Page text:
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Less Physical Activity in Children Adds Pounds and Inches

A new study found that children who participated in less physical activity were heavier and taller than their more active peers. The study was conducted by Hunter College post-doctoral research fellow Samuel Urlacher and Karen Kramer of the University of Utah.

Humans spend energy on a number of critical life tasks, including physical activity and growth. When caloric intake is limited, metabolic competition for calories can lead to tradeoffs between growth and physical activity. But when children cut back on physical activity, the competition is less, leaving their bodies free to grow more. At least that is the theory.

The new study, published in Scientific Reports, was the first of its kind to prove the theory in humans.

The researchers used a rare set of data of a Mayan farming community in Mexico. The data spanned 20 years, during which the community experienced early economic development, which led to more time in school for children, less physical labor, and less time in physical play. When the study began, the community had no electricity, running water, mechanized farming, or permanent school.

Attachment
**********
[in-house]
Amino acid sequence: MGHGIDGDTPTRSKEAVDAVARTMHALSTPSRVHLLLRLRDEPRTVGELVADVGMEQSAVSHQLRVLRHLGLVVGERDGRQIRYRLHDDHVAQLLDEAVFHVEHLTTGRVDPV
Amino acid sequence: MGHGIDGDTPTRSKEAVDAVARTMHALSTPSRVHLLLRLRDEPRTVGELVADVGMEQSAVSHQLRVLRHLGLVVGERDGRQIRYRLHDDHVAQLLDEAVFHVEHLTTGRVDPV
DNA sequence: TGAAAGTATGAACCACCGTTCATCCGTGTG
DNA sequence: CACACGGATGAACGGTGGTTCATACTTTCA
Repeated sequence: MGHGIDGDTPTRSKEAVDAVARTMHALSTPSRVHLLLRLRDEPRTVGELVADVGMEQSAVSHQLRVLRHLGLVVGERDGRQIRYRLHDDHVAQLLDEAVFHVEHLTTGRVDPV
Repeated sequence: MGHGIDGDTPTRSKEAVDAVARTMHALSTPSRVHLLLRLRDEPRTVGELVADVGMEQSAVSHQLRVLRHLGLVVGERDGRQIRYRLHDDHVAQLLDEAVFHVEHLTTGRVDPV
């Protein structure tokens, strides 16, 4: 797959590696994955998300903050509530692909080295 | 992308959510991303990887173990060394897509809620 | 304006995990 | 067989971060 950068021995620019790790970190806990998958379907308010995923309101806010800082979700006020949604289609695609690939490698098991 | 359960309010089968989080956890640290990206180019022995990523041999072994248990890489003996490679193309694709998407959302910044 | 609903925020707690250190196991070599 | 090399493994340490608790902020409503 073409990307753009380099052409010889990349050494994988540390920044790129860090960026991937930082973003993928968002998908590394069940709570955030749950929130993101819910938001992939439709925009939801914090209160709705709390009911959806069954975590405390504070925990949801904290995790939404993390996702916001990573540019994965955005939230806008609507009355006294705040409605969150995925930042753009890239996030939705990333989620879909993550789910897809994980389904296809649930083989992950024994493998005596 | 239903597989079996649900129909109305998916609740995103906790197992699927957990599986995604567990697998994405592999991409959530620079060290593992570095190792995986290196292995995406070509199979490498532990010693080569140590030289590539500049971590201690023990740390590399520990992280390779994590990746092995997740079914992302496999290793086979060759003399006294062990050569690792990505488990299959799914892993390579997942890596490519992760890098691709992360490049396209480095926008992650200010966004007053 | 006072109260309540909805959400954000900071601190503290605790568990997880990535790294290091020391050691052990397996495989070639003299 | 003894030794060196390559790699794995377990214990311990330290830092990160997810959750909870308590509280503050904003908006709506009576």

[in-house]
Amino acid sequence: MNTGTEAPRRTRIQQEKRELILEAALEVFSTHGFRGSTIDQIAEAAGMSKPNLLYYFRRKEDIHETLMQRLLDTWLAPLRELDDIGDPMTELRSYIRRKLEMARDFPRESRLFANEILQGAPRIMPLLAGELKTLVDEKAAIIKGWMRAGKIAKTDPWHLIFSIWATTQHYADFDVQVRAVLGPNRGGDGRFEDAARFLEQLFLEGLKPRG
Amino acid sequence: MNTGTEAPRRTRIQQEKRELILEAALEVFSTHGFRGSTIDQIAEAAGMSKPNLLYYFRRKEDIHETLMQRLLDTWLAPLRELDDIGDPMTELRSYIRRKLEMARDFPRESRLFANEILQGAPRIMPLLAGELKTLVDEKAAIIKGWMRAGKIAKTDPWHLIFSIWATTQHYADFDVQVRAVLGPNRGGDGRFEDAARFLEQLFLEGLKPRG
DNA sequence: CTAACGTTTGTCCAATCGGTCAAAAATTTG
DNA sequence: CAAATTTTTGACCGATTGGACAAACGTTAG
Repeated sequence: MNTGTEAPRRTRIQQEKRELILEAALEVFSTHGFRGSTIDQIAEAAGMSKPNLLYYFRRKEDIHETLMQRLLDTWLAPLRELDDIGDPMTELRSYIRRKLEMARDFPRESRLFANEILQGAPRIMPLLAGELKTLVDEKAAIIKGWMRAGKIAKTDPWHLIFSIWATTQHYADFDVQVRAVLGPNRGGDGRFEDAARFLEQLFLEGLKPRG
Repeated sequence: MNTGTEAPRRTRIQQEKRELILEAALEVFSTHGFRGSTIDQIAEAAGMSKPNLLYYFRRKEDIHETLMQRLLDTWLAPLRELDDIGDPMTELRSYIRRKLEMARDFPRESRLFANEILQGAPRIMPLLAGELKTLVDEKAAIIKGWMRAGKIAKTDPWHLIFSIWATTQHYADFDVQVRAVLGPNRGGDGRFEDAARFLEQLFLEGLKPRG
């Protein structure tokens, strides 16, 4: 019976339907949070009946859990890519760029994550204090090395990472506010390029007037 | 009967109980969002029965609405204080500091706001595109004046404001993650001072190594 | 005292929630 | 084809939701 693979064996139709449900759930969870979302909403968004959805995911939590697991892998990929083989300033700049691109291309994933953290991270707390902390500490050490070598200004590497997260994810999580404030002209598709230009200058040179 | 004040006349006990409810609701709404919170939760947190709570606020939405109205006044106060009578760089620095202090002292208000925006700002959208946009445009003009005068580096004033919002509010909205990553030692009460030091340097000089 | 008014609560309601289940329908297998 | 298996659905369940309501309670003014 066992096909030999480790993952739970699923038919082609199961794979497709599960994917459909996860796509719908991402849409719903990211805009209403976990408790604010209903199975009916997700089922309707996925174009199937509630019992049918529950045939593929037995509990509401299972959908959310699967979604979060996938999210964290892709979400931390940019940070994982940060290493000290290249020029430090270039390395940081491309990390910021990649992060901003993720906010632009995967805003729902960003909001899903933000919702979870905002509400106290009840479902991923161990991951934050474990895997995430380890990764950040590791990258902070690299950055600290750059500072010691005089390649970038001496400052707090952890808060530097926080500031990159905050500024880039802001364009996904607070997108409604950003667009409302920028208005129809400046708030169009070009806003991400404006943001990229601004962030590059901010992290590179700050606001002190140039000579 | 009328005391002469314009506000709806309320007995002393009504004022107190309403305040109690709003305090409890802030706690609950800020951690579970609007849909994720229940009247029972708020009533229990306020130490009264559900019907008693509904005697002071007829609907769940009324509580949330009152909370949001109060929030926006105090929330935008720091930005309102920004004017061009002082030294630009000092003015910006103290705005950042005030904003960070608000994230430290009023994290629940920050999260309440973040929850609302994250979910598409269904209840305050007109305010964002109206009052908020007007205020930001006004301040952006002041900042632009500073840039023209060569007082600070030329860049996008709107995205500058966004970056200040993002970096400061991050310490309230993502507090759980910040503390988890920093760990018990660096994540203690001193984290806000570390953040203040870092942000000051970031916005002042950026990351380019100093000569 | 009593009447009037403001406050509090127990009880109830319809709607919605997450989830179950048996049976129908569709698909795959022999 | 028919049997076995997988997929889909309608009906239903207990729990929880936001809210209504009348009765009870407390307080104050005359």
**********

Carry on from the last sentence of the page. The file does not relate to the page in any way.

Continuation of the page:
“We recently recognized that the kids are much larger now than before, so we began to wonder if energy savings from reduced physical activity was being redirected to promote greater growth,” says Urlacher.

When they compared Mayan children in 1992 to children in the same community in 2012, they found the children were far less active in the 2012 cohort. This reduction resulted in less energy expenditure — an average of 402 and 238 calories (kcal) a day less for males and females, respectively.

As a result, the children in 2012 were on average 2.9 inches (7 percent) taller, 6.6 pounds (17 percent) heavier, and had skinfold measures of subcutaneous body fat that were 19 percent greater than those of children in 1992. The differences could not be explained by diet as there was minimal dietary changes in the community.

“This finding has implications for understanding the factors causing the global rise in obesity,” says Urlacher. “More research is needed, but our results suggest that ongoing changes in early life physical activity, in addition to changes in diet, may play a critical role promoting poor metabolic health in the developing world.”

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Explore This Work
Evidence for energetic tradeoffs between physical activity and childhood growth across the nutritional transition
Scientific Reports, 2018

Work By
Samuel Urlacher (post-doctoral research fellow, anthropology) | Profile

Colleges and Schools
Hunter College

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